The City killed our Dreams

If this city in the sun as we like to brand it as could tell tales, what would it reveal to us? Let’s put our beers or our whisky on the table for a minute or two and allow our minds to wander and catch a glimpse of all the wisdom these streets have soaked up over time. In fact, let us leave our drinks in the care of our favorite bartenders and get into our rides and drive to the city, we can begin from Upperhill with its imposing skycrappers in which men and women in sharp suits are seated on leather seats in their executive corner offices signing business contracts, before we drive down into the CBD where muggers are lingering around the corner waiting for us to get out of ATM booths. Let us sit in traffic along Moi Avenue not because we are waiting for the green light, but because there is a mathree which is parked across the road with reckless abandon, with music booming from its speakers, and a crew hanging precariously from the door screaming ‘beba, beba’ at the top of their lungs. Let us look away in resignation, not because we do not have the right of way, but because apparently no one here gives a shit about right of way. Instead, let us indulge ourselves in our little adventure of discovery. In fact, let us revel in the fact that it is in this same street which history tells us the white man once trotted upon on his high horse – from where he looked down on our ancestors through his superiority lenses. Let us not forget that it is also on the very same streets that men and women fought an ideological war against this delusional sense of superiority in an attempt to reclaim our identity as a people. Let us picture one cold morning in the middle of July 1969, two men, one with a gun, the other with a dream, with the man with the gun drawing it from inside his coat then aiming at the one with the dream and firing his weapon. Let’s picture the damned bullet leaving the muzzle of the gun with a resounding bang and determination to hit its target, whom BTW, is one Tom Mboya, a man whom history has come to judge as a good man and a good politician – an irreconcilably ironical description. Let us watch in shock as this man, Tom Mboya, hits the ground, lifeless, with blood oozing from his body onto the pavement, and the rest of the crowd scampering away to safety, giving the shooter the perfect chance to blend into it like a missing piece to a puzzle. Let us watch as another dream gets deterred because it got in the way of the soulless ambition for power.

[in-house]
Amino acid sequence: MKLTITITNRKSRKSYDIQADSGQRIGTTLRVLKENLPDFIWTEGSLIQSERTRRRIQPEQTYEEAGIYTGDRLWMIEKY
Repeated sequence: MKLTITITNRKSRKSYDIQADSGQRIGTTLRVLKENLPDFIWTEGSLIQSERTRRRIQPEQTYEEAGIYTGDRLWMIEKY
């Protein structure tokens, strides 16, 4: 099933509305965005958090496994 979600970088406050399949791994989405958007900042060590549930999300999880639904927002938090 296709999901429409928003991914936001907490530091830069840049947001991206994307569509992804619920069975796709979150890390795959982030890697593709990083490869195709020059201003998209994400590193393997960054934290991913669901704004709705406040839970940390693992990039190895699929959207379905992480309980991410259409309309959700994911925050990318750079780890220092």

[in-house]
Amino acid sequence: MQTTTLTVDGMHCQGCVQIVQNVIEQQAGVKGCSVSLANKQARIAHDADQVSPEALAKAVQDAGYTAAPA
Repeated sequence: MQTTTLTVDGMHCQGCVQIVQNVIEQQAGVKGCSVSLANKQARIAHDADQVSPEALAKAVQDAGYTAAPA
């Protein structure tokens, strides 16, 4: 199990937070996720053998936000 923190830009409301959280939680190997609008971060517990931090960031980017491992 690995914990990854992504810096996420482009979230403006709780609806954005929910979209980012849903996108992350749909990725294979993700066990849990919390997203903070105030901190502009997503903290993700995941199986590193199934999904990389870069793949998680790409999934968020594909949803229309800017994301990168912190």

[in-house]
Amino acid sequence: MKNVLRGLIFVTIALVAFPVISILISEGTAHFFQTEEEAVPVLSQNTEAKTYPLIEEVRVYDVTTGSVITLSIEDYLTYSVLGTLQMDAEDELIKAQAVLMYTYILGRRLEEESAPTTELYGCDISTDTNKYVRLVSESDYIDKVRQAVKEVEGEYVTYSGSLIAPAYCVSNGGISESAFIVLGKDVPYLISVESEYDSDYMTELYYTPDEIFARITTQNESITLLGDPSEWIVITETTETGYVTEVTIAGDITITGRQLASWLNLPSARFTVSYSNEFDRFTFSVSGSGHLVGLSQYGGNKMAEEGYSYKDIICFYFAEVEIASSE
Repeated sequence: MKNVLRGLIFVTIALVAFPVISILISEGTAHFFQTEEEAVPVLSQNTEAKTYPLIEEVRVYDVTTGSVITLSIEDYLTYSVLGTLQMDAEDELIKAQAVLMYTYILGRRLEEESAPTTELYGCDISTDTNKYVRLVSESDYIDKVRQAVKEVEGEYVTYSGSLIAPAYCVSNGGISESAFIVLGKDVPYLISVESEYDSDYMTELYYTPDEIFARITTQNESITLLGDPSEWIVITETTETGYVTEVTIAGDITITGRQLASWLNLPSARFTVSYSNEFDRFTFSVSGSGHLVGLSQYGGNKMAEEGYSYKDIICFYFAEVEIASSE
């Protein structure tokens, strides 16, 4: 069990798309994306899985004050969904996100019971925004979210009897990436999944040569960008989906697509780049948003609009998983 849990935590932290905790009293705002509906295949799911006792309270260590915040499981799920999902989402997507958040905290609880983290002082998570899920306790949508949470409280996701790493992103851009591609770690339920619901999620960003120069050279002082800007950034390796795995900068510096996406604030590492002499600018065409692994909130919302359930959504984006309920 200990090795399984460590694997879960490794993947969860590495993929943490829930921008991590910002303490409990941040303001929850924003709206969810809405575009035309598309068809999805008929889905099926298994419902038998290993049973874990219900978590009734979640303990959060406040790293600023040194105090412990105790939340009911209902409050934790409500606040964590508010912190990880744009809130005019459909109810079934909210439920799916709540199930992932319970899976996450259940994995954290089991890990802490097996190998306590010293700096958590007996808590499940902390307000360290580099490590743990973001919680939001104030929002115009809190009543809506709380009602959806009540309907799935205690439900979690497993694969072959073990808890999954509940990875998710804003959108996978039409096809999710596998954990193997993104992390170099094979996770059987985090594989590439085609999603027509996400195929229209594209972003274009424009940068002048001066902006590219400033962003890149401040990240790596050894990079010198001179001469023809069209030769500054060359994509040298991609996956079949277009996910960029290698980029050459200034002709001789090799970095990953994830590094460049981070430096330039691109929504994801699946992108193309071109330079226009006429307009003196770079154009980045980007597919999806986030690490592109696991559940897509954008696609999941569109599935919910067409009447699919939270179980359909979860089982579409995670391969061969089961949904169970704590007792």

Now let us fast forward to a time not so long ago from now, when we were young and full of naive optimism, with dreams in our minds and hope in our hearts, before we crossed paths with the city and the pleasures it has to offer. Let us remember what the city did to us, seduced us and lured us in, took us to fancy restaurants on weekdays and to high end clubs in exclusive locations Friday nights, wining and dining with us until we let our guard down and fell in love with it, allowing it to take advantage of us and rob us of the dreams in our minds and then the hope in our hearts, subsequently leaving us with trust issues and worst of all, a bottomless void that we are now trying to fill with the endless pursuit of money, fame and power.

Let us call to mind that even though we were robbed of our dreams and hopes, we did not leave because we were already attached to the city and the fine things it had to offer. So the city became cocky and started whispering dirty things into our ears, telling us what it wanted us to be, and making us forget what we were meant to be, robbing us off our self-identity and infecting us with a deep sense of inadequacy. Let us get angry and awed at the same time at how smooth the city was, and still is. That it even introduced us to social media platforms from where we could see other people wearing clothes we couldn’t afford yet, or visiting places we couldn’t go to yet and therefore diminishing our sense of self-worth further, so that nothing would be strong enough to distract us of how we felt about ourselves, not even the beer and whisky we’ve left on our tables to take this trip. And the city, knowing that it had its grip on our hearts and minds, kept at its game and promised us that if we stuck by it, and worked our asses off for it, it would give us all that we were longing for then, the fame, the money and the power. Blushing and impressed out of our common sense, we made a promise too, in that heat of passion, a promise never to leave the city and how it taught us to be. We kept our end of the bargain, but the city didn’t reciprocate, but we didn’t care, we were drunk in love. Or so we thought. We got caught up in feelings, dangerously, and got in too deep, then we got stuck. Stuck in a vicious cycle of looking for the next quick fix for the emotional pain caused by the deep sense of inadequacy instilled in us by this city. So we kept seeking temporary highs to distract us, we bought stuff that we didn’t really need, shiny and expensive stuff to mask our darkened and impoverished souls. It felt good for a while but it didn’t feel the void or take away the lingering pain, for the more stuff we got our hands on, the more we wanted. Obviously, we became frustrated, frustrated because we thought that something must be irreparably wrong with us, so we probably tried all that self-improvement and self help (no pun intended), but it didn’t work, not because self-improvement is a bad thing at all, but because our idea of self-improvement came from a flawed mindset, that there was something wrong with us. Then one day we hit rock bottom and we became woke and started loving ourselves for who we were. We embraced our flaws and reclaimed our hopes and dreams. Fast forward again, now to this day that we are making this trip across this city, this city that we have a raunchy past with and it feels like we’re taking a nostalgic trip down memory lane, but we’re over it now, aren’t we?